One of the themes that emerges from Shakespeare’s comedy All’s Well That Ends Well is the conflict between old and new, age and youth, wisdom and folly, reason and passion. As one critic points out, a simple glance at the characters of the play reveals an almost equally balanced cast of old and young. “In performance it is apparent that the youth of the leading characters, Helena, Bertram, Diana and Parolles, is in each case precisely balanced by the greater age of their counterparts, the Countess, the King of France, the Widow of Florence and the old counselor Lafeu.”1 Indeed, the dialectic between youth and age is established in the first act as the Countess sees a mirror of her former self in Helena’s love sick countenance in scene three when she exclaims “Even so it was with me when I was young,” and Bertram’s worthiness to the ailing King of France in the previous scene appears to hang upon his youthful resemblance to his deceased father. As the King explains, “Such a man might be a copy to these younger times,/Which followed well would demonstrate them now/But goers-backward” [I.2. 49-51].
Like so many literary youths of his day, Shakespeare went backward for his source material for All’s Well and based the play on Giovanni Boccaccio’s Decameron. Boccaccio’s early sixteenth-century story revolves around Giletta of Narbona, the daughter of a wealthy and respected physician. Giletta, like Helena (the daughter of the deceased–and indigent–Gerard de Narbonne), falls in love with young count Beltramo, follows him to Paris where she remedies the King’s incurable disease, and, because of her newly-acquired royal favor, is granted the right to demand a husband: Beltramo. Despite …
… middle of paper …
…ng the confusing and difficult landscape of gender politics and postmodern deconstruction. And rather than accept Helena’s all too confident statement that “All’s well that ends well,” we might more willingly embrace the King’s more ambiguous statement,” All yet seems well.”
1 J.L. Styan, All’s Well That Ends Well (Manchester: Manchester University Press, 1984) 15.
2 W.W. Lawrence, Shakespeare’s Problem Comedies, 1931 rpt (New York: Ungar, 1960).
3 Anne Barton, “Introduction,” All’s Well That Ends Well in The Riverside Shakespeare ed. G. Blakemore Evans (Boston: Houghton Mifflin, 1974) 501.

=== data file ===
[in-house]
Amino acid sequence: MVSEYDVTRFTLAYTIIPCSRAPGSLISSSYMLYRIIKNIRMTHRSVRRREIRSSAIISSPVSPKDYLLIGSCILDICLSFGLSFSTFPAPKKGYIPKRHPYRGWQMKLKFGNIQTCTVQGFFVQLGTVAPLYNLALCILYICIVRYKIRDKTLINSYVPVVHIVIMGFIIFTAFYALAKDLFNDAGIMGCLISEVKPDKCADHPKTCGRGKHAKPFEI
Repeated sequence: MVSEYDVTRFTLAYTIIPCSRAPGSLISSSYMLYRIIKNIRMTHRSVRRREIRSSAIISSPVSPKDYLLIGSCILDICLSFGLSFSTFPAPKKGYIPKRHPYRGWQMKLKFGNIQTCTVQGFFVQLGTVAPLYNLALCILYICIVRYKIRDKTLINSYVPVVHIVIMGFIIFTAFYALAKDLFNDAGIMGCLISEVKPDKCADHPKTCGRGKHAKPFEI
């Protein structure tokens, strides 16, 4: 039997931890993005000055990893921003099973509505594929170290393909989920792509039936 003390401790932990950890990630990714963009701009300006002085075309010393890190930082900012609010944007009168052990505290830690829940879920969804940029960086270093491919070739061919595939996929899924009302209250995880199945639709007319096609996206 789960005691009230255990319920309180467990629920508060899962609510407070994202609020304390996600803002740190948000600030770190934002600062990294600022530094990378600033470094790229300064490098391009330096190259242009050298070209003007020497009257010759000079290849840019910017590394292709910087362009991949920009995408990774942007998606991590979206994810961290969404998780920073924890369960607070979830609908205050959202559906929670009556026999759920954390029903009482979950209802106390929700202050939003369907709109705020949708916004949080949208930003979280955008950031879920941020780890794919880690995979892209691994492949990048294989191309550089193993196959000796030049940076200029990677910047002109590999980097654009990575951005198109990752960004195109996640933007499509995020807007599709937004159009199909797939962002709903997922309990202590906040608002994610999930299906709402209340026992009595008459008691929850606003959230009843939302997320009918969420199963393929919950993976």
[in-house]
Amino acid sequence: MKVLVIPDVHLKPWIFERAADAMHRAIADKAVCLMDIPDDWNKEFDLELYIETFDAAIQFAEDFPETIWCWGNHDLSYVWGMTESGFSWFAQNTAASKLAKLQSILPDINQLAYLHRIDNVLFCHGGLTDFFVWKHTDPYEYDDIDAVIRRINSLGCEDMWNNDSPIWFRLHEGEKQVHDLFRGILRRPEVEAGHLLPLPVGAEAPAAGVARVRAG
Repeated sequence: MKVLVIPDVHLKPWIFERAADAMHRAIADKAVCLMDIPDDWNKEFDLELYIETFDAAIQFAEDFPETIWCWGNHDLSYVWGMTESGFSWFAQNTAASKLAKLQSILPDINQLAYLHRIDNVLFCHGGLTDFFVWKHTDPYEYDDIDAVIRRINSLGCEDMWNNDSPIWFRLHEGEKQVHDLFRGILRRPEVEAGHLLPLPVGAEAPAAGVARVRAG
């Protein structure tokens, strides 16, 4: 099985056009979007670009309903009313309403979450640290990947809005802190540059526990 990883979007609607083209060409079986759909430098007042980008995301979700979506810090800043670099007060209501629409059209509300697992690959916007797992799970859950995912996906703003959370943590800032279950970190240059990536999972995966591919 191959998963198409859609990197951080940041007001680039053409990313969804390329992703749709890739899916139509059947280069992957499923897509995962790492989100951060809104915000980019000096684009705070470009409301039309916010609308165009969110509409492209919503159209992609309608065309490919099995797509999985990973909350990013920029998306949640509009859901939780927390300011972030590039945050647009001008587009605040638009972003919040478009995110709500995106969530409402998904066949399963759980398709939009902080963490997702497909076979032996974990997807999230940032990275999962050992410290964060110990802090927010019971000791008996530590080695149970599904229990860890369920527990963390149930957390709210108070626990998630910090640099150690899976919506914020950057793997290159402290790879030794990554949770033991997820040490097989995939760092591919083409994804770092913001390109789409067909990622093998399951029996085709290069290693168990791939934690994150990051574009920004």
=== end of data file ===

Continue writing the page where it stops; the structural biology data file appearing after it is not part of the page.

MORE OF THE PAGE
4 Ibid, 500.
5 David McCandless, “Helena’s Bed-trick: Gender and Performance in All’s Well That Ends Well” Shakespeare Quarterly 45 (1994): 455.
6 Richard A. Levin, “All’s Well That Ends Well, and ‘All Seems Well’,” Shakespeare Studies (1980): 131.
7 McCandless, 450.
Signs of Racism by Rajiv Kapur
Signs of Racism by Rajiv Kapur
Signs of Racism offers a glimpse into what racism means today.
Historically, racism was more prevalent, more obvious, but actually
less disparaging to the victim than it is today. You see, SoR
underlines the fundamental reasoning that quiet, subtle jabs with
racist remarks are more pestilent. The subjugated can overcome overt
oppression because none ‘can respect his oppressor.’ Kapur offers us a
number of examples of what the signs of (subtle) racism are; many of
which may not be obvious to readers.
SoR provides proof that the antagonistic sentiments of racists are due
in part to not one, but several factors – each offering a very
convincing argument. Kapur provides signs that at first may appear
benign, are actually deeply motivating factors of malevolence to
people of other races. SoR makes it quite clear to all, that racists
do not feel compassion for members of the race which they are
displaying their ‘subtle’ partiality.
Racism is shown to stem from an individual who needs to maintain
(albeit, an imaginary) position of supremacy. A racist will use all
means possible to subjugate the victimized race. A racist feels no
remorse or sympathy for the impact his racist actions have on the
victimized. The overall aura of all the signs projects a racist of
hatred and heartless sensibilities.
SoR is not an impartial piece of literature. Kapur provides us with
the views of a person afflicted by subtle racism. Consequently, we see
the views of the victim and not the racist expressed. This position is
espoused by the majority of the world, and so is readily accepted.
(That might be an interesting concept for a book, though – Hatred of
the Bigot.) This partiality does not impair his writing, however. On
the contrary, the lifetime reality Kapur was familiar with (covert
racism) supports his subjective reasoning.
The description (or rather, oblique explanation) of a racist was also
emphasized in SoR – a racist is a racist regardless of ‘religion,
intelligence, cultural level, social status, benevolence towards
members of their own race or social motivation.’ The stereotype of a
racist is abolished. Kapur argues that racists come from all races and